Thursday, October 20, 2016

The Langar: We are Equals as We Sit Down to Share a Meal

The large room at the Salt Palace Convention Center had no chairs, and 7,000 visitors from all faiths were asked to remove their shoes, cover their heads and wash their hands before taking a seat on a carpet to share a common hot meal of rice, lentils, potato curry, vegetable curry, bread, and pudding. The langar was prepared courtesy of members of the local Sikh communities who attended the Parliament of World Religions in Salt Lake City in October 2015.

Photo courtesy of Mary Steele
Fast forward a year later to Albuquerque. There were more than 150 people from Christian, Muslim, Baha'i, Hindu, Sikh, Buddhist, and Native American traditions, as well as members of the Center for Spiritual Living, sitting at round tables in the big gathering room at First Unitarian Church to share a langar prepared by the Albuquerque Sikh Gudwara.

We were all gathered here to commemorate World Food Day, celebrate our common mandate to feed the hungry, and to renew our commitment to address some of the issues related to global hunger: economic injustice, refugees and immigration, and climate change.

Langar means common kitchen in temples where food is served to all visitors without distinction of background for free. While the act of sharing nourishment is important in the langar, hospitality is more important. As opposed to a soup kitchen where one group serves another, the langar ensures participants sit down to a meal as equals, Kulwant Kaur, a local leader of the Albuquerque Sikh Gudwara, told me in a conversation.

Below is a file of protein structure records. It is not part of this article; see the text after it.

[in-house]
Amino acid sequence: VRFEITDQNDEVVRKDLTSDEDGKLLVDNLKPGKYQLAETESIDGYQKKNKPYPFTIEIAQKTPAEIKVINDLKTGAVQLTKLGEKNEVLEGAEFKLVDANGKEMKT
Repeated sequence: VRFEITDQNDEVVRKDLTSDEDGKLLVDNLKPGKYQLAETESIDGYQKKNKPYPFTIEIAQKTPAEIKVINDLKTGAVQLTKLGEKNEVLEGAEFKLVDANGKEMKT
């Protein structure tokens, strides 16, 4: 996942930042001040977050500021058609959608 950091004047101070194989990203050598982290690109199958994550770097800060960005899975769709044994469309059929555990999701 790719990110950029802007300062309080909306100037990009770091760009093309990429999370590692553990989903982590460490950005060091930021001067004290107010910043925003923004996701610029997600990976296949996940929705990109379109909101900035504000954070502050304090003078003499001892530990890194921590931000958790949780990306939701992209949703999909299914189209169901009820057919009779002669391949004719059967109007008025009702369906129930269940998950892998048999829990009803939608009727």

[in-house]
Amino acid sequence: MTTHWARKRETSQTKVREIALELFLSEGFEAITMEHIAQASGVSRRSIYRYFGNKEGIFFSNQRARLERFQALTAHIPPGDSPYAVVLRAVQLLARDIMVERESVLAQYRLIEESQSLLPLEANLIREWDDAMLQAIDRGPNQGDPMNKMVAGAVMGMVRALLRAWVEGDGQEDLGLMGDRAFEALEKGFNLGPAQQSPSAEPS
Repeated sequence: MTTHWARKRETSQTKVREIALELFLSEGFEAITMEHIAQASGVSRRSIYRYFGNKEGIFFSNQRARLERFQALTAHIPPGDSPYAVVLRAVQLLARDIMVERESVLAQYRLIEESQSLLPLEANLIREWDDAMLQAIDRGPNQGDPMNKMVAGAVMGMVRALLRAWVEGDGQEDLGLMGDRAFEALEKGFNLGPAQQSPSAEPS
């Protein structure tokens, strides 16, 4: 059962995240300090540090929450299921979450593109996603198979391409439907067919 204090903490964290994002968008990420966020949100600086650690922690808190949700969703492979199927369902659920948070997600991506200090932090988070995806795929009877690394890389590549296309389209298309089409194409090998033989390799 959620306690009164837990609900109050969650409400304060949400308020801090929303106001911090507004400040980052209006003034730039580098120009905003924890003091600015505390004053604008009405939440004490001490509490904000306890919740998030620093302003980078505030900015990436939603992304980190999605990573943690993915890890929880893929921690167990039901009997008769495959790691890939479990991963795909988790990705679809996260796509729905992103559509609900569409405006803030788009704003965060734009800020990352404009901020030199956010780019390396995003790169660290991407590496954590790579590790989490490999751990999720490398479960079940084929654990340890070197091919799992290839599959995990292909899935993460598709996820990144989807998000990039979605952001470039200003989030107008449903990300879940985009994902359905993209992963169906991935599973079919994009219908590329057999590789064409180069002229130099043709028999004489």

As the langar served as an important unifying act for 7,000 people in Salt Lake City in 2015,  the langar at the World Food Day interfaith service in 2016 helped bring  the faith community in Albuquerque together. 

The langar is just one of the ways in which the Sikh community enhanced our World Food Day commemoration. During the service in the sanctuary, Shawn Singh Sidhu and a group of Sikh faithful chanted a traditional hymn. Here are the words in English: Night and day, dawn and dusk, I sing to You,..All beings, all creation celebrate and meditate on Your Name...You are the Giver of bounties; we eat what You give us in the company of your devotees we wash away our sins...Your minion Nanak is a sacrifice, a sacrifice unto You.  

1 comment:

Anonymous said...

Thank you for organizing and bringing together all communities for not only feeding the hungry but also creating a better understanding of each other to bring, peace and love.